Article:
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This excellent article on developing your historical persona: Third Person Tips by Vincent Petty, copyright of 2001, is used on LivingHistorySItes.com with permission granted. Mr. Petty's article originally appeared on the website of the Atlantic Guard Soldiers Aid Society and was forwarded to the ACWS, American Civil War Society Civilian Corps way back in 2004! A huge thank you to Vincent Petty, part of the Atlantic Guard Soldiers Aid Society. for this thought provoking article. You have brought so much authenticity to the reenacting world and our fledgling efforts, with information that stands the test of time.

Third Person Tips

by Vincent Petty, copyright 2001

Third person can be I believe the most effective method of interpretation when dealing with a public and visitor who may or may not be knowledgeable about the period. It allows the interpreter to get into and develop the topic and interpretation as an observer of a past event and share with the visitor his interpretation of past events; rather than from a limited perspective of a first person character who may not have been privy to information needed to develop a visitors understanding of an event. When a visitor talks with several different interpreters they then begin to get many differing perspective on a topic and a well-developed picture of the period.

During the periods of 3rd person please work on these following goals and ideals when dealing with the public -

1) Make you interpretation entertaining, engaging and relevant If your interpretation is not entertaining the information you present will go in one ear and our the other. Engage and challenge the visitor to think. They will be coming with preconceived notions; thoughts and ideas help them explore their beliefs and challenge to think. Our goal is to create an understanding of what life was life on an average Virginia farm in August 1861 and what we present should develop a better understanding of that goal as well as an understanding of the effects of the war on the South.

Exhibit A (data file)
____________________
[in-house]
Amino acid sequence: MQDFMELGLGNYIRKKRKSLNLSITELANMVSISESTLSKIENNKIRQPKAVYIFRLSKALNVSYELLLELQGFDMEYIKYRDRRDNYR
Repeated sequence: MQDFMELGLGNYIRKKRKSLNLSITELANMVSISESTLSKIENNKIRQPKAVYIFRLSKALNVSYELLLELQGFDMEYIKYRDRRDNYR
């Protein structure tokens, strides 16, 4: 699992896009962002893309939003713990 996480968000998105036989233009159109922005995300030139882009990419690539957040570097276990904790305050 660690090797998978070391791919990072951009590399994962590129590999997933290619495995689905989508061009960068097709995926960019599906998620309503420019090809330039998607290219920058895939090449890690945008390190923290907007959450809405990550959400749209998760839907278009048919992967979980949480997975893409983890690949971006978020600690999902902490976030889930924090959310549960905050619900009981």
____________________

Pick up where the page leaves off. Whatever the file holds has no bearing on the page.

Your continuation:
2) As part of engaging the visitor use inquiry and hands on methods of interpretation. This is a simple concept but can be a challenge. Remember that if you provide information to a person simply by telling or lecturing they will probably remember only about 10% of what they are told. But if they come to the answer to their question on their own they will remember much more and understand better. Inquiry method interpretation quite simply is asking questions of the visitor to guide them to the answer of their own question-this is best used with kids and students. As well part of inquiry method is comparing and contrasting; for example if talking about cooking, how is the 19th century kitchen different form their own kitchen at home? How is it the same? How is the food different or how is it the same? The inquiry method is strengthened if you can put something in their hand. If they can touch and feel the visitor will learn more and retain more. It will be one thing to simply talk about tobacco, but if I put the visitor in the field and show them how to tend to tobacco, what seed looks like, let them experience a little of the labor tobacco requires (topping and suckering) then they will gain a greater appreciation of what it took for a farmer to produce tobacco.

Think about the activities each of you might be individually planning and ask yourself what hands one activity you can create. If you are sewing a flag how about bringing scraps of cloth and extra needles and showing a child a few simple stitches. If you are knitting, bring an extra pair of needles and teach someone how to cast on and knit a row. When done take it apart and let someone else try. If interpreting soldiering let the visitor feel the weight of the musket or try on uniform parts or teach a young "soldier" what a soldier carried in his baggage and let the young visitor try and pack a soldiers knapsack. Keep the hands on activities simple, but entertaining and engaging. If cooking let a visitor help out away from the fire; if making fried okra, let them batter it for you or if mixing corn bread, etc., let the visitor have a try.

3) If you are interpreting to a family direct the interpretation to the children. They are the ones we are hoping to teach and if the child learns something the parent will be happy and it will have been a worthwhile outing for that family. Be mindful of the audience you are dealing with and make sure your interpretation is appropriate for the group you are talking to. Especially when dealing with children they are going to process information differently based on their level of maturity. As the child or student is older or more mature you can explore more complex themes and ideas.

4) If you are working on a project be prepared to stop often to talk with visitors and give them you attention, they are the reason that we are there.